"When once you have tasted flight, you will forever walk the earth with your eyes turned skyward, for there you have been, and there you will always long to return."
— widely attributed to Leonardo da Vinci
If you're looking for a form of exercise that's down to earth, this isn't it.
If you want a workout like you won't believe — largely focused on core muscles and upper-body strength — check out aerial dance, a suite of moves on trapeze and "silks," (long, silky ropes) that takes some learning and is FUN.
"It's a freestyle dance where you can be so creative, but you're off the ground! You can fly! It's so freeing. I was exhilarated," exclaims former professional ballet dancer Diane Horbacewicz, who leads an aerial dance class in Ashland.
In aerial dance, you twirl about on a dance trapeze (anchored by one point to the ceiling), a fixed trapeze (the familiar kind), a chandelier (think: a horizontal, circular trapeze) — and also an "aerial playground" consisting of a rock wall, dance wall (you bounce off it in rappelling gear), cloud swing (silks attached at both ends), bungee cords and other toys.
"It's incredible, physically. It tones the upper body. Look at the definition in my shoulders. It's from doing that," says Lorenzo SantaBarbara, owner of Le Cirque Center, where aerial dance is held Mondays from 6 to 7:30 p.m.
Horbacewicz, 47, the creator of Ashland's Ecstatic Dance, teaches aerial dance to adults while SantaBarbara teaches children.
Teaching the forms — how to mount the trapeze, stand, hang by your knees, swoop around in circles — Horbacewicz makes it all look very easy, but the truth is that even a finely toned athlete like her has had to step up to the next level for aerial dance's demands.
It doesn't just work the abs, deltoids or trapezius — it immediately puts a total demand on the entire body, a little like what Tarzan had to endure. It induces a combination of glee that kids feel about climbing, they say, and mixes it with the terror of trying something entirely new and well off the ground (there are lots of mats on the floor).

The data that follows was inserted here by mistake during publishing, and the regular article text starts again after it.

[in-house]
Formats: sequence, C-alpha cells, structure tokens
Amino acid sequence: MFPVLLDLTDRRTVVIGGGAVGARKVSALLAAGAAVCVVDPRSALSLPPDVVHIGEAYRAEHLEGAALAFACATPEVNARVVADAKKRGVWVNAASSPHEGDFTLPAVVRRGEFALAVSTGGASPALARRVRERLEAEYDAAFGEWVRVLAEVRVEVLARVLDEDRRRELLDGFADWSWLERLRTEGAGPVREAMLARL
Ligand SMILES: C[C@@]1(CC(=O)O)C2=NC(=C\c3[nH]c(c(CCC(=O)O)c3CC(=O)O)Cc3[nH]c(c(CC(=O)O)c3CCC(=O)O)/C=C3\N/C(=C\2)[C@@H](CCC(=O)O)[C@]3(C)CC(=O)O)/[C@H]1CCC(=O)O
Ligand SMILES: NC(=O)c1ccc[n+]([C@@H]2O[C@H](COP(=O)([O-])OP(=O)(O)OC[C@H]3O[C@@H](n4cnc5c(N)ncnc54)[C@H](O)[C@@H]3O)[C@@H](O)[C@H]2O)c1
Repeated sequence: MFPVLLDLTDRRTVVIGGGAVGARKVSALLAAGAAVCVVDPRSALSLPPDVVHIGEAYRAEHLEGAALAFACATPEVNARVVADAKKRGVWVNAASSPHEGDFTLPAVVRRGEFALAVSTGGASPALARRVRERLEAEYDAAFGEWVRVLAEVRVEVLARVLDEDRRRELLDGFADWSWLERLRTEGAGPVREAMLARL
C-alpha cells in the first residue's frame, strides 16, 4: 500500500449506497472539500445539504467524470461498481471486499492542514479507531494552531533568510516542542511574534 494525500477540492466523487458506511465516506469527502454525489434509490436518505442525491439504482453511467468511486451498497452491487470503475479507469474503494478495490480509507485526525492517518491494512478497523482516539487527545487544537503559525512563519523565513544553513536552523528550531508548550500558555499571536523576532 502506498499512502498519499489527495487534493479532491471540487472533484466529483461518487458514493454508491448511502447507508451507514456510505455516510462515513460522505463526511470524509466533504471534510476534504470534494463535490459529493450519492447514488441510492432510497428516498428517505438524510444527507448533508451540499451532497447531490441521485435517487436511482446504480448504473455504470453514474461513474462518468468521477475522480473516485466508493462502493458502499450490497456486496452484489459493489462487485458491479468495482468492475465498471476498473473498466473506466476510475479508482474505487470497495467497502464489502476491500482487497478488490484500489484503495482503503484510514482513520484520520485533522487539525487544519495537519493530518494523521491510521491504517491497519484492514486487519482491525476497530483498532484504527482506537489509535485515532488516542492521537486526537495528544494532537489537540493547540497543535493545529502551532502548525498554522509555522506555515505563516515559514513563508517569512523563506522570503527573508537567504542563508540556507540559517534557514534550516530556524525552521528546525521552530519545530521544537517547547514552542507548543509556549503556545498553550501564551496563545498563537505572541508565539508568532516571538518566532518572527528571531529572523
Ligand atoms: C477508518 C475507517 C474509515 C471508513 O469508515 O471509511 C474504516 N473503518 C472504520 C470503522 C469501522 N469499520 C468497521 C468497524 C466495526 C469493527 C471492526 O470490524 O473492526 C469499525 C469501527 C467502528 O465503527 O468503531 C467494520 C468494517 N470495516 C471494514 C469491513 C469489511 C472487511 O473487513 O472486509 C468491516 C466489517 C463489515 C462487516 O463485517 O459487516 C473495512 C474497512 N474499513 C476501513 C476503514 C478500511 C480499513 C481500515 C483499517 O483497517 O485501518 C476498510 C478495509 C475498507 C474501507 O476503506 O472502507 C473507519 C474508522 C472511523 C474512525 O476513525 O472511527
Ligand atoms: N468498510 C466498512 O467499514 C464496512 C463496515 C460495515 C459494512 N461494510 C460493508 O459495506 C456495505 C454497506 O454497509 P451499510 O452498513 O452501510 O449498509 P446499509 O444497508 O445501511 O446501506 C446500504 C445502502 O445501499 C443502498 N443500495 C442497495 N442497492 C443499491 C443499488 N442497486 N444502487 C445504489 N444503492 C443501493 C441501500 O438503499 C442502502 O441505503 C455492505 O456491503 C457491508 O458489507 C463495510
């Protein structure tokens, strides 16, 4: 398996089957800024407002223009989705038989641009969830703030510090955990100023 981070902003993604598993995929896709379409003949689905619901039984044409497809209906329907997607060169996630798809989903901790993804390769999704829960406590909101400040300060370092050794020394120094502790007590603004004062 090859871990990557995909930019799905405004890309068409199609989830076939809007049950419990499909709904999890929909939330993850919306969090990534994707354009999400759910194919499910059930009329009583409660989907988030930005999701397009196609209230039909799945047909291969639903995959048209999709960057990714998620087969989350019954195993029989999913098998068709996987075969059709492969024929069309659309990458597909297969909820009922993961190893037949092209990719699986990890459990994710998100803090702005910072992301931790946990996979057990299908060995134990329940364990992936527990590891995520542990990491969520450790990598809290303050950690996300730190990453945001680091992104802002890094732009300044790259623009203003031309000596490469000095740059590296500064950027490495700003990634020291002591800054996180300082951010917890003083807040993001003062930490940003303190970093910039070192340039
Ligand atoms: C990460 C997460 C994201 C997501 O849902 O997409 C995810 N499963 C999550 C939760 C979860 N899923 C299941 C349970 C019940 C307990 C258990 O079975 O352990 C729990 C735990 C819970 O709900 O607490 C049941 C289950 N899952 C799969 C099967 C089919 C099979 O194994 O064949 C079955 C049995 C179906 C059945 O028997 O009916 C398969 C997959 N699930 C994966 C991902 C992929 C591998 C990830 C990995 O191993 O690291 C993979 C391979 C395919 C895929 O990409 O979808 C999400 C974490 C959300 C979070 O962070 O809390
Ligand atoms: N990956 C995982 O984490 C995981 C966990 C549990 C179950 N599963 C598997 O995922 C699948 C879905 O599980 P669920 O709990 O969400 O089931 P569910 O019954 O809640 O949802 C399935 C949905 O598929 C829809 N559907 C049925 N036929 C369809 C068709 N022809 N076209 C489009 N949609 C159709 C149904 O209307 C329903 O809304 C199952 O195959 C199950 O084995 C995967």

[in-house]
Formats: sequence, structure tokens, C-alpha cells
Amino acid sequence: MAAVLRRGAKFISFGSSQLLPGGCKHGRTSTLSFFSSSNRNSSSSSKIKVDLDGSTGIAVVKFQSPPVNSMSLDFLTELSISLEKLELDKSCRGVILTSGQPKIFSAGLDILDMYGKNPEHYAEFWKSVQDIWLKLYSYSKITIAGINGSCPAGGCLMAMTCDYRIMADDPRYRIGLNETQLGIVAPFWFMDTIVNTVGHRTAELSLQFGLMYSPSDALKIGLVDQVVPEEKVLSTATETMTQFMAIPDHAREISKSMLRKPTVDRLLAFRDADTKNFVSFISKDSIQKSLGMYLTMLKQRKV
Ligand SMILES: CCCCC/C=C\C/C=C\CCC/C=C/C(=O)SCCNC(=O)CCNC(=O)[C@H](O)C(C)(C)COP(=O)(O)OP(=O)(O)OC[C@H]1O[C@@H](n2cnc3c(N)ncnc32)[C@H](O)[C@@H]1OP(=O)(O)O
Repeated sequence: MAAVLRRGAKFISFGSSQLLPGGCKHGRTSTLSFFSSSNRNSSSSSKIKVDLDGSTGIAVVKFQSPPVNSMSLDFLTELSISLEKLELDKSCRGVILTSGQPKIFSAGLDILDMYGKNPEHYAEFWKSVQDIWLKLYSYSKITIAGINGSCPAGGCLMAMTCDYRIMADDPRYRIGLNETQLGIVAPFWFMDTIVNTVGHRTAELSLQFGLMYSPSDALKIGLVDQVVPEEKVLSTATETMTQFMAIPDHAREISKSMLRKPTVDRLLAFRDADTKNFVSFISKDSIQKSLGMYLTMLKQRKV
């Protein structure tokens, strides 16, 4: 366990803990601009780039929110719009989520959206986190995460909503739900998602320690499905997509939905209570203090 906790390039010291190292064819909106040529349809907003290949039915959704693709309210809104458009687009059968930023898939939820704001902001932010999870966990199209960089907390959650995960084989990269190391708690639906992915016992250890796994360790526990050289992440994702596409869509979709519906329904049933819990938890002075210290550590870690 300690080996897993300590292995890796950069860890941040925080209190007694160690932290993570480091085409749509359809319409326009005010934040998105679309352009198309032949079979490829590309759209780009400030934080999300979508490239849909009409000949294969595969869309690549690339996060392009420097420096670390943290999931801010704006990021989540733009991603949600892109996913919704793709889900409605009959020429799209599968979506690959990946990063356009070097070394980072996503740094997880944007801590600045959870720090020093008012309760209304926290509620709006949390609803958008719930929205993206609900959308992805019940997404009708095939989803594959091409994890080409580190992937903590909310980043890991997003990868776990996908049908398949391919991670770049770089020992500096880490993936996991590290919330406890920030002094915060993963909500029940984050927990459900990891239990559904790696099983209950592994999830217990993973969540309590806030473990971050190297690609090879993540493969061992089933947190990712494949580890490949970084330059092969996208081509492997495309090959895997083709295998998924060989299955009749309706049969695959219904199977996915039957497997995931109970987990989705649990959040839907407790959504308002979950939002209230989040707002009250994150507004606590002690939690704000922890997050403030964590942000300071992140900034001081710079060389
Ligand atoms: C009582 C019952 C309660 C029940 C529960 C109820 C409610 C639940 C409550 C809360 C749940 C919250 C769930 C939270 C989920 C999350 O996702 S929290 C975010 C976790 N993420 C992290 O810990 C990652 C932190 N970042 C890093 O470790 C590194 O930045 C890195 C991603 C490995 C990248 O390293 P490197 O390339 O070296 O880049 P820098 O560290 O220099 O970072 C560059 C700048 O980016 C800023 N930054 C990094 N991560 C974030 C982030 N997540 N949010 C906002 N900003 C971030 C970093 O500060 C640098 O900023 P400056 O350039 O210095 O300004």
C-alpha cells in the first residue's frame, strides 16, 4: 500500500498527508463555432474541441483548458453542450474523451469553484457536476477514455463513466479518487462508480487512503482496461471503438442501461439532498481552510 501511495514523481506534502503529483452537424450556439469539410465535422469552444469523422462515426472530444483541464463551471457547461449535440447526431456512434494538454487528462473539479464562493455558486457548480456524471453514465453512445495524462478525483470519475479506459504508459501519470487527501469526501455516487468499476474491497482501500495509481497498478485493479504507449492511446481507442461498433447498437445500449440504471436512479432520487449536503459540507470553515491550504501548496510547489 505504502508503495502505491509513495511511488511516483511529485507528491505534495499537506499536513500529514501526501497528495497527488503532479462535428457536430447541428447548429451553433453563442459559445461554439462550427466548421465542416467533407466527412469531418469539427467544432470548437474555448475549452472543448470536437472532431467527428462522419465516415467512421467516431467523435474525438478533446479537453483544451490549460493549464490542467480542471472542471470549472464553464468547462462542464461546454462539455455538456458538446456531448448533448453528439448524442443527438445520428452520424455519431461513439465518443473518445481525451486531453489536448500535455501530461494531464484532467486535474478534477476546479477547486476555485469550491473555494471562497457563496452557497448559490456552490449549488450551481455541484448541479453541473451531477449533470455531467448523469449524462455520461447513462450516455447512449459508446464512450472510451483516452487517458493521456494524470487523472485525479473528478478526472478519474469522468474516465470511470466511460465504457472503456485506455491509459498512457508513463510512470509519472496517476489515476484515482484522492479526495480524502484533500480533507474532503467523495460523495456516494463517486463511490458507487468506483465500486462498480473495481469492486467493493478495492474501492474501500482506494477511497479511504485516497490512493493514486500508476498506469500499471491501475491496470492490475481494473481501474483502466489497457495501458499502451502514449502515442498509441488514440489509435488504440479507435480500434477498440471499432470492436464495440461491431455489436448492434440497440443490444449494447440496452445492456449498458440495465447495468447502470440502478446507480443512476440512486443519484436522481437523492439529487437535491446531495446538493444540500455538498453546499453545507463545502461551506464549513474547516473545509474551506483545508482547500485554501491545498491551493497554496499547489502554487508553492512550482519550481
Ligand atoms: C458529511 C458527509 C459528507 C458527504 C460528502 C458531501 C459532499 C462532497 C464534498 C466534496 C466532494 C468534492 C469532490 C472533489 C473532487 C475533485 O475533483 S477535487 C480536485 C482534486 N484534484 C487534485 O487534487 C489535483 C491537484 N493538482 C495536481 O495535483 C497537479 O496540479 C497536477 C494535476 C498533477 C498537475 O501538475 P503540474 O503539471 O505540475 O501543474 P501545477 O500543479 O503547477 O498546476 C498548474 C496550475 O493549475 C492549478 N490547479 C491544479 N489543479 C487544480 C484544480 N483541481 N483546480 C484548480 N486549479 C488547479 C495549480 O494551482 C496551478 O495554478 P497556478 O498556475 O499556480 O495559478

"I felt like a kid — giddy," says 43-year-old Anastasia Gratsinopoulos, longtime fitness instructor at Ashland Family YMCA. "I have tons of bruises from it. It's a different dimension of working out, very different from doing the bench-press we all know well. You get to use all muscle groups at the same time — abdomen, back, arms — I was a little intimidated."
While aerial dancing can trigger fears about speed, height and performance, it's not dangerous (just challenging) and, says SantaBarbara, it builds vascular endurance along with upper-body strength.
It helps to remember that a long workout in aerial dancing is three minutes. If you give it all you've got, you'll be panting after that for many more minutes. But oddly, notes SantaBarbara, if you do it again the same day, your body will have acclimated to it and you won't be so out of breath.
The beauty of aerial dance, adds Horbacewicz, is that it's a form of "grace under pressure," a movement that "totally turns off my mind, so I'm in my body enjoying the movement.
"I don't feel overwhelmed," she says. "You learn it step by step and do what you can do. You get this new language in your body, and all of a sudden it's clicking, and you slowly gain strength to do more."
And that workout comes close to the highest-caliber ballet or figure skating in its beauty.
The aerial dance class on Monday evenings is limited to 15 people for safety. For more information call 541-552-0240 or e-mail firstname.lastname@example.org.